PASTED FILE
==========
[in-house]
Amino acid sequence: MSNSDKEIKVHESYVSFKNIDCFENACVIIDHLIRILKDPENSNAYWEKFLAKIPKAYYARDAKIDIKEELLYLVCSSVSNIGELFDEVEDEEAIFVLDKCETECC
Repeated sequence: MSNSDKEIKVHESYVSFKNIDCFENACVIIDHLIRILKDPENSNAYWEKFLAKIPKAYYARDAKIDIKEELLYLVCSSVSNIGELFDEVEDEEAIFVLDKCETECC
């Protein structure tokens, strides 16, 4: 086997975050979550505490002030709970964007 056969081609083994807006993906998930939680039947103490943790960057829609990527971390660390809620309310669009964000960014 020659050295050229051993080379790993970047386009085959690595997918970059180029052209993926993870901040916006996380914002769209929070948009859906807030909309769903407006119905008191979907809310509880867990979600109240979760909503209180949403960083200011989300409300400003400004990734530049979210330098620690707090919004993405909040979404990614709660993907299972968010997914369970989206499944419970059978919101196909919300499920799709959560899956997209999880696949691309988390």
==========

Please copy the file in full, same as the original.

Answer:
[in-house]
Amino acid sequence: MSNSDKEIKVHESYVSFKNIDCFENACVIIDHLIRILKDPENSNAYWEKFLAKIPKAYYARDAKIDIKEELLYLVCSSVSNIGELFDEVEDEEAIFVLDKCETECC
Repeated sequence: MSNSDKEIKVHESYVSFKNIDCFENACVIIDHLIRILKDPENSNAYWEKFLAKIPKAYYARDAKIDIKEELLYLVCSSVSNIGELFDEVEDEEAIFVLDKCETECC
């Protein structure tokens, strides 16, 4: 086997975050979550505490002030709970964007 056969081609083994807006993906998930939680039947103490943790960057829609990527971390660390809620309310669009964000960014 020659050295050229051993080379790993970047386009085959690595997918970059180029052209993926993870901040916006996380914002769209929070948009859906807030909309769903407006119905008191979907809310509880867990979600109240979760909503209180949403960083200011989300409300400003400004990734530049979210330098620690707090919004993405909040979404990614709660993907299972968010997914369970989206499944419970059978919101196909919300499920799709959560899956997209999880696949691309988390």